An average of 43 seats and 226 places for standing. An inscription written in design of the 80´s. This is one of my childhood memories of a meeting with the most progressive from the means of public transport. That sign represented the purposefulness of the metro – filling a limited space with as many depersonalized units as possible. For a child this large amount of big strangers was scary, all who were not my mother were dangerous. For the adult the metro is a synonym of rush, stress and nervousness.
Ironically, it is metro that we choose as a place of our everydayness. We need metro; it’s too practical to be beautiful. The commuters from the outskirts of the city working in the center spend an hour of every working day travelling to work. The metro is the symptom of the cyclical perception of time: the tunnel is always the same, the station is always the same even the people are always the same, one uniform crowd every morning and evening. The only individuality that exists is Me, the rest is chaos, a school of fish. We keep ourselves in this illusion, because there are too many of us there.
An underground journey is a common fragment in the mosaic of individual stories. The group of people who for the moment become marginal figures in our own story, our traveling companions, is determined randomly by time and place. They try to enter into our personal space. The part of the metro car that is in the action radius of our visual perception is no larger than the average living room. The metro seats are in fact not much different from the typical living room sofas. It's hard to imagine that we could in the intimacy of our house repeat the normal everyday situation of taking a metro seat next to a stranger. The normally understood and relatively stable boundaries of public and private space blurs in metro and elsewhere in public transport.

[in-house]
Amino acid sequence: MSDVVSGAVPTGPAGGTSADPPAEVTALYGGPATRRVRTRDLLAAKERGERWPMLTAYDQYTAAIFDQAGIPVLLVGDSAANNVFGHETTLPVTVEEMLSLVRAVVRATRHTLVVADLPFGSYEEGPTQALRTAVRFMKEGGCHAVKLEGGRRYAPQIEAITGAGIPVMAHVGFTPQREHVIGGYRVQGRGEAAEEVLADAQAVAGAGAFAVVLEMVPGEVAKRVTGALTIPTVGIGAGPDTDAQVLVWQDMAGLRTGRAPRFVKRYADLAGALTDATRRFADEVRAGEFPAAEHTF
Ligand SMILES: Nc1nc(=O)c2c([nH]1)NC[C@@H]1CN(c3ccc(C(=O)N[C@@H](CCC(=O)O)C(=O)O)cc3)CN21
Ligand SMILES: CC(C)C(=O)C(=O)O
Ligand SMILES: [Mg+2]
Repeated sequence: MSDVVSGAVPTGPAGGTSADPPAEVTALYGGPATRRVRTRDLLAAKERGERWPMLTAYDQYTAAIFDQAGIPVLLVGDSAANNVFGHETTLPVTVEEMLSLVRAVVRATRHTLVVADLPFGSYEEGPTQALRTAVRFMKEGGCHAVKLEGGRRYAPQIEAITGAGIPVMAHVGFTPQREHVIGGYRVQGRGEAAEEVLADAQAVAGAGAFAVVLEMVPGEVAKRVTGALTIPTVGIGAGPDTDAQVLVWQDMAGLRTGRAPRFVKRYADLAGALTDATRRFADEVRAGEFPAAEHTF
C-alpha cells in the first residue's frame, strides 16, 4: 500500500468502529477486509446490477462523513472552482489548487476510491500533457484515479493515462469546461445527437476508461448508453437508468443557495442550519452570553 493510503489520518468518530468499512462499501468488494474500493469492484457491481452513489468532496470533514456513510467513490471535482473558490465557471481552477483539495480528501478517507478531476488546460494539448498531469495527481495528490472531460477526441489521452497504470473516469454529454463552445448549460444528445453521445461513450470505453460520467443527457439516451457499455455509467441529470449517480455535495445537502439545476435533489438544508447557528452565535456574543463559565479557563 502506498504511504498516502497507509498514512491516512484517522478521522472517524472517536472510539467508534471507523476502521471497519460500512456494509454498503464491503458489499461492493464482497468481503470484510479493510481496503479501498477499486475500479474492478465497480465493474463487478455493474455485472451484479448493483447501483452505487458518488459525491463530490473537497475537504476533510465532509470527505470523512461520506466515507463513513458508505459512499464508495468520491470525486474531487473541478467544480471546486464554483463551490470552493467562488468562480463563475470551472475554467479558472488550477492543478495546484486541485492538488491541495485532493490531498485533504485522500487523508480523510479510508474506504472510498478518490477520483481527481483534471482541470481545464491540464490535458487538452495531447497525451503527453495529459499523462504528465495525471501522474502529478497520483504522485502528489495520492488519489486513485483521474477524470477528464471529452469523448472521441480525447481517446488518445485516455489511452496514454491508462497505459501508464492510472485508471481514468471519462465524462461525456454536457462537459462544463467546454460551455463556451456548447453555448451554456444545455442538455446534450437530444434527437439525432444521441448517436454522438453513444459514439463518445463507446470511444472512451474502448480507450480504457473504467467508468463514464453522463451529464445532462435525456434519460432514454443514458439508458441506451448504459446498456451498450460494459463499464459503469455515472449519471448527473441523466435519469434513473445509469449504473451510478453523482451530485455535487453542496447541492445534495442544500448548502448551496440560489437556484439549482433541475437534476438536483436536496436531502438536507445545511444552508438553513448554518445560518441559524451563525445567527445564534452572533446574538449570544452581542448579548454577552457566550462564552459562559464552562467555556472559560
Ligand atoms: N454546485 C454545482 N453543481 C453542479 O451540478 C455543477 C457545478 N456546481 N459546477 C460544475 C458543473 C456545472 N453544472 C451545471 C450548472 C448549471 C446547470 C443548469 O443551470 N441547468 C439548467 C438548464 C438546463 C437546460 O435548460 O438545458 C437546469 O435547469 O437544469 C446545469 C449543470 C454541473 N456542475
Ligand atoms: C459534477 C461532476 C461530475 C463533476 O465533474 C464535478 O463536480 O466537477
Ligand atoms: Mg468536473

The photograph Fellow travelers is a group portrait of people who do not belong to each other. The only thing they share is entering the metro car and my random photographic choice. Fellow travelers is a document about a wait on a long living room ottoman on the way from nowhere to nowhere. An underground journey is an activity that we do in a more or less passive way, that is waiting for "our” station. We can make use of this wait by reading newspapers or books, tampering with a cell phone, working on the PC, watching people, advertisements or route, listening to music or by conversing with others. However most of the time by sitting with a luggage on our lap. On the photograph these everyday practical things function as distinctive attributes of the portrayed people that can – like the dress and the general appearance – set apart the individual human from a long line of fellow travelers.
Studying these subtle differences fascinates me in almost a voyeuristic way and retroactively creates an imaginative space for the storytelling of individual stories. But it is only when we look at these people for the first time through the medium of photography – the same people we would have overlooked in the metro – when can their stories, or our ideas about them, emerge to the surface.
The photograph is 96 meters long, that is just as long as one metro-train. It should be ideally placed directly in the tunnel of the metro station above the tracks.